Fuji Xerox to run 60,000 school printers

Fuji Xerox to run 60,000 school printers

Summary: The New South Wales Department of Education and Communities has picked Fuji Xerox Australia to manage its new "Pay As You Print" optimisation program that will see it install printing equipment in schools at no upfront cost, with the schools only paying for what they use.

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The New South Wales Department of Education and Communities has picked Fuji Xerox Australia to manage its new "Pay As You Print" optimisation program that will see it install printing equipment in schools at no upfront cost, with the schools only paying for what they use.

Fuji Xerox will conduct an audit of each school in the program's printing and imaging requirements and will provide recommendations to the school on the optimum amount and type of equipment required. Schools will then be able to choose to accept the recommendation, which will see them receive the new equipment at no upfront cost. Any equipment that is less than four years old prior to the refresh is bought back from the school at current market value. The new equipment is paid back through a "cost per print" repayment process. After four years, the printers in each school will again be refreshed with new technology.

According to Fuji Xerox Australia, the program will see the company manage some 60,000 print, copy and fax devices from different manufacturers in over 2200 schools around New South Wales. Fuji Xerox will partner with HP Australia in the audit process and will be responsible for installation and management of the devices in each school.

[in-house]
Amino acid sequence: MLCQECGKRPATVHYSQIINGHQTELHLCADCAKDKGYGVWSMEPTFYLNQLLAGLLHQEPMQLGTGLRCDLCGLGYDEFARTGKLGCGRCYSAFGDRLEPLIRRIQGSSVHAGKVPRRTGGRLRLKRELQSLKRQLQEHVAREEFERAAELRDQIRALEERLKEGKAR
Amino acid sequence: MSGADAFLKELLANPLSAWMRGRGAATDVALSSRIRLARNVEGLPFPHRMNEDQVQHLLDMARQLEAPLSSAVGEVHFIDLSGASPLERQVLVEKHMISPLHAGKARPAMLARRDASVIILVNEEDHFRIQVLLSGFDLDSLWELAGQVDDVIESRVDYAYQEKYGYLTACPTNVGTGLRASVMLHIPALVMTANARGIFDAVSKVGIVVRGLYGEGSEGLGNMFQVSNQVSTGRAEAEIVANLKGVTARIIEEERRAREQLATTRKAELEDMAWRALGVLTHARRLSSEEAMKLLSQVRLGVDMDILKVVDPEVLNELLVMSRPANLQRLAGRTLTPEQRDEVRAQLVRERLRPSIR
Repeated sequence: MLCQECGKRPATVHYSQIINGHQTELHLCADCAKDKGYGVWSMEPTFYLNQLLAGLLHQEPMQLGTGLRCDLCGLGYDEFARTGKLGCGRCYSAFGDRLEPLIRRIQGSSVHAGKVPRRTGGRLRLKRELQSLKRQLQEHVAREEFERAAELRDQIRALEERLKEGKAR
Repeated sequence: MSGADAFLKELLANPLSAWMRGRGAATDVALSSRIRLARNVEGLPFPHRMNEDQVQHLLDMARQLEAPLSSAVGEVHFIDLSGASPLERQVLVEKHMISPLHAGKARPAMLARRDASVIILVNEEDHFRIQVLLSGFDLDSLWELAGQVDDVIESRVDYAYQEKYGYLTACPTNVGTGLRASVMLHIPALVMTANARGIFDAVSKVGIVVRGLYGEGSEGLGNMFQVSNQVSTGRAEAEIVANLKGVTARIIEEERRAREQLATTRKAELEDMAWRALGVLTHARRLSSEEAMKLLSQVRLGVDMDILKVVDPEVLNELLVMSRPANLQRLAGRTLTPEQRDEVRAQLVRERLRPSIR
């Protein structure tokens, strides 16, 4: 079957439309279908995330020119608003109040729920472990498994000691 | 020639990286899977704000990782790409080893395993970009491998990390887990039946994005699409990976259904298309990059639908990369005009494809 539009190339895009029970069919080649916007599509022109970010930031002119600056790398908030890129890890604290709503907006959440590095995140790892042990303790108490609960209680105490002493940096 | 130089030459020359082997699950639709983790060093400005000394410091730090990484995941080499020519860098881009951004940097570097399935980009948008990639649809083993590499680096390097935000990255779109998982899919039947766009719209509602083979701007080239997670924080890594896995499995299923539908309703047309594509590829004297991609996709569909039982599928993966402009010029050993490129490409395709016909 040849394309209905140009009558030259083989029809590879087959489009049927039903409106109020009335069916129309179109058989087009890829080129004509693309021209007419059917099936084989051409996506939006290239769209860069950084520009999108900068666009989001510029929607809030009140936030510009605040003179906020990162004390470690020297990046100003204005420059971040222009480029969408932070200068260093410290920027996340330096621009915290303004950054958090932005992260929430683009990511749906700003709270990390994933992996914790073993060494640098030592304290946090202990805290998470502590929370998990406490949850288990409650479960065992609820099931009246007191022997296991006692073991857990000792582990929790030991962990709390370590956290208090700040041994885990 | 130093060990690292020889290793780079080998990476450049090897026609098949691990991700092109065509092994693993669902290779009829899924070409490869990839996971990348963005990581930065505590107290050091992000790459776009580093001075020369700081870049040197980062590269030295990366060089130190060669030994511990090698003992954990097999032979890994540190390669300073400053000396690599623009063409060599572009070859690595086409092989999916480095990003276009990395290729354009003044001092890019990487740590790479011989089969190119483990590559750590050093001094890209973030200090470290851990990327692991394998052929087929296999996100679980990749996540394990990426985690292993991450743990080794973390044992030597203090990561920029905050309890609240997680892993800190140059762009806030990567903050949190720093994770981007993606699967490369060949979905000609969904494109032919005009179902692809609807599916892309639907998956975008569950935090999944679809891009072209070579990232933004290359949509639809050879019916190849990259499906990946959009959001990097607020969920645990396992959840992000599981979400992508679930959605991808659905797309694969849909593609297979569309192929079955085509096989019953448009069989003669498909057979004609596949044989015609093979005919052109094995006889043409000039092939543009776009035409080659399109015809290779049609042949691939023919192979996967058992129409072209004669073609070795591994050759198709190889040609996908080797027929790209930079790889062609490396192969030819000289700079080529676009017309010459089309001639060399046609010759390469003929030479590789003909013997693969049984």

For the past three years, the company had been managing printing processes for each school individually; however, Fuji Xerox Australia executive general manager Andy Berry said that centrally managing the program will lead to reduced operating costs for the schools.

Fuji Xerox Australia was not at liberty to disclose the value of the deal, and the Department of Education and Communities had not responded to requests for comment at the time of writing.

Topics: Government, Government AU, Hardware

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Armed with a degree in Computer Science and a Masters in Journalism, Josh keeps a close eye on the telecommunications industry, the National Broadband Network, and all the goings on in government IT.

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3 comments
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  • A "Pay as you Print" plan is just a "cost per copy" plan worded differently, this charging style has been around for ages. And isn't it unusual/wrong for a government department to allow only a single supplier without going to tender.
    andrewdw
  • Micro$oft effectively run all ICT decision making processes at DEC so it is no surprise that they are looking after their new mates at FX. Hopefully we can expect some new drivers from FX that wont crash Window$ servers.
    tafeless
  • FX also make pretty shoddy gear, too. You'd think that the inventor of photocopying would know how to make a machine properly, but sadly they've slipped from those early days at Xerox PARC. An Administrator can't even manage it remotely if a user happens to be at the machine doing a photocopy (Toshiba are much better at remote admin), and FX's admin consoles, whilst typical of my web consoles, are even more all over the place than the rest of the field. I also agree with "tafeless" that the plethora of FX drivers are pretty shoddy, too (though, this also is par for the course, except for my experience with Toshiba).
    RW-0018f